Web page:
-- How is the shielding gas being delivered. Shielding gas rates can often be reduced with the use of appropriate cones and gas lenses. In my experience, large gas lenses, when used in draft free environments can provide extremely low flow rates. I suspect this is due to the minimal amount of turbulence and lack of significant entrained air that might otherwise disturb the blanked to shielding gas.

-- Have you delved into waveform much? Waveform shaping for AC welding and the use of a pulser for DC welding can facilitate large improvements in penetration, minimizing distortion, and increasing pass rates.

With a little more knowledge of the specific type of prototyping in which your shop is involved, it would be easier to talk about things that would be more applicable to your situation.

BBB

Register to Reply Score 1 for Good Answer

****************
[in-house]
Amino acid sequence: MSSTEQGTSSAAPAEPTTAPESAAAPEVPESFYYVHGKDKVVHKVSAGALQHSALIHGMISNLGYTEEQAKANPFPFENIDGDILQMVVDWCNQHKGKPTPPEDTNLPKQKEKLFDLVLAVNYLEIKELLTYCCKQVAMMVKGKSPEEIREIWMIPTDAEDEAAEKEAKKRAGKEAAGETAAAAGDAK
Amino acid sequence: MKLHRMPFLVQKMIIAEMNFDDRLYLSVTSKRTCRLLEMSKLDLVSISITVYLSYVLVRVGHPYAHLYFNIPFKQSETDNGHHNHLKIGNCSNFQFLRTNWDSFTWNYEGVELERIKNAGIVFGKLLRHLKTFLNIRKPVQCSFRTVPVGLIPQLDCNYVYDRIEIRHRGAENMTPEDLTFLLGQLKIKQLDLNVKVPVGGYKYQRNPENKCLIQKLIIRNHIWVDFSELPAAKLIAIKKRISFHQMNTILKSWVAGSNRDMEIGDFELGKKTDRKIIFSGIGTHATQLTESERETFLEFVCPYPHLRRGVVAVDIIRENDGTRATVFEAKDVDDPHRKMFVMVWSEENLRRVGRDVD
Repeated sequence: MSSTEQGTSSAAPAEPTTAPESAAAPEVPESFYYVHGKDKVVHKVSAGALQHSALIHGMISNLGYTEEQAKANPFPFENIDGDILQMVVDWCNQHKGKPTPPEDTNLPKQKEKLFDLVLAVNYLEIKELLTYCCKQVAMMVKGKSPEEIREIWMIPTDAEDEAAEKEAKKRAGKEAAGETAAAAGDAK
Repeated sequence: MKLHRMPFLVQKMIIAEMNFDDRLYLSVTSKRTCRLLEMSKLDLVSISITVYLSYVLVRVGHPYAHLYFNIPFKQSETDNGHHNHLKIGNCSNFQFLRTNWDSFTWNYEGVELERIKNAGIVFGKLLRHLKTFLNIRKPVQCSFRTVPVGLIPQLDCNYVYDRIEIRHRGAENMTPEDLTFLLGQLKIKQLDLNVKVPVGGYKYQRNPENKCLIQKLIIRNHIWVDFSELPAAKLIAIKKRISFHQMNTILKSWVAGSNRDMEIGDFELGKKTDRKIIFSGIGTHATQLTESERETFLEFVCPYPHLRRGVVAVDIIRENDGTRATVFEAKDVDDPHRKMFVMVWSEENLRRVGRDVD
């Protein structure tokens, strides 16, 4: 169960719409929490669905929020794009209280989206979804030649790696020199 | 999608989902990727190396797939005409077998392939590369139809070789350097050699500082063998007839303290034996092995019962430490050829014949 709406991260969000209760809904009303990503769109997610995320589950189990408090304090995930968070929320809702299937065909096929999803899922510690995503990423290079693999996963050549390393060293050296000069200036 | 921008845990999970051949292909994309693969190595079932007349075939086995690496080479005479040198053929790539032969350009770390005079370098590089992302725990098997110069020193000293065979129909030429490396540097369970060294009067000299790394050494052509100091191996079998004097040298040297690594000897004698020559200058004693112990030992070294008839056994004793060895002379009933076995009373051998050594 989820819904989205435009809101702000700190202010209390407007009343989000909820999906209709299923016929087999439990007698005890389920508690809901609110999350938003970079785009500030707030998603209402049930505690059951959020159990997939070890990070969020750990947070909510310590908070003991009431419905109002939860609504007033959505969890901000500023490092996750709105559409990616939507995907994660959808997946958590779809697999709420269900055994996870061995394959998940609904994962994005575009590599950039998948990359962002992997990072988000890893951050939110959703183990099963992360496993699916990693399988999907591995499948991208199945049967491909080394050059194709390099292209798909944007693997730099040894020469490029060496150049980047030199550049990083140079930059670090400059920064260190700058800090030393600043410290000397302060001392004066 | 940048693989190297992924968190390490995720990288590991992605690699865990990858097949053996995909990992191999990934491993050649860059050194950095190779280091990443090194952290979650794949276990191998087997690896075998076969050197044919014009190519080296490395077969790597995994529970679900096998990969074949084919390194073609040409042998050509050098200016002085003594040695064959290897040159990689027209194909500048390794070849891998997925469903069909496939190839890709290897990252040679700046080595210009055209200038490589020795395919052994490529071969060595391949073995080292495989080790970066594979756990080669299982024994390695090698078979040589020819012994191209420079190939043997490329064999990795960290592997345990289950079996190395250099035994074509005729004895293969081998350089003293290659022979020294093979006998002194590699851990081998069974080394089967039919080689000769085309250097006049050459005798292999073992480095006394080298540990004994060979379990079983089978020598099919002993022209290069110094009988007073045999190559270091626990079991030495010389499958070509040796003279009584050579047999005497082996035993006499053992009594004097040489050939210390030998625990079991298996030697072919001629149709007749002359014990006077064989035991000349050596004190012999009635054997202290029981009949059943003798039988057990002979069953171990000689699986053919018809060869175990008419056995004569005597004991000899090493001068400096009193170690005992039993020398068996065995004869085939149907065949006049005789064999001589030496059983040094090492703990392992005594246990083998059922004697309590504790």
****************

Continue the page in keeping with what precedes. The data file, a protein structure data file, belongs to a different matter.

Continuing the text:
Guru

Join Date: Jul 2008
Posts: 1566
Good Answers: 139
#12
In reply to #11

Re: Another Welding Gas Question

07/15/2010 6:08 AM

Thank you. More great and useful comments.

Bruce

__________________
Few things limit our potential as much as knowing answers and setting aside questions.
Register to Reply
Register to Reply 12 comments
Interested in this topic? By joining CR4 you can "subscribe" to
this discussion and receive notification when new comments are added.

Comments rated to be Good Answers:

These comments received enough positive ratings to make them "good answers".

Comments rated to be "almost" Good Answers:

Check out these comments that don't yet have enough votes to be "official" good answers and, if you agree with them, rate them!
Copy to Clipboard

Users who posted comments:

Anonymous Poster (2); BruceFlorida (4); kirannawathe (1); NSS (1); pipewelder (1); SRIDHAR (3)

Previous in Forum: What Would Happen If One Jet Engine Failed   Next in Forum: Engine KW VS Generator KW Output

Advertisement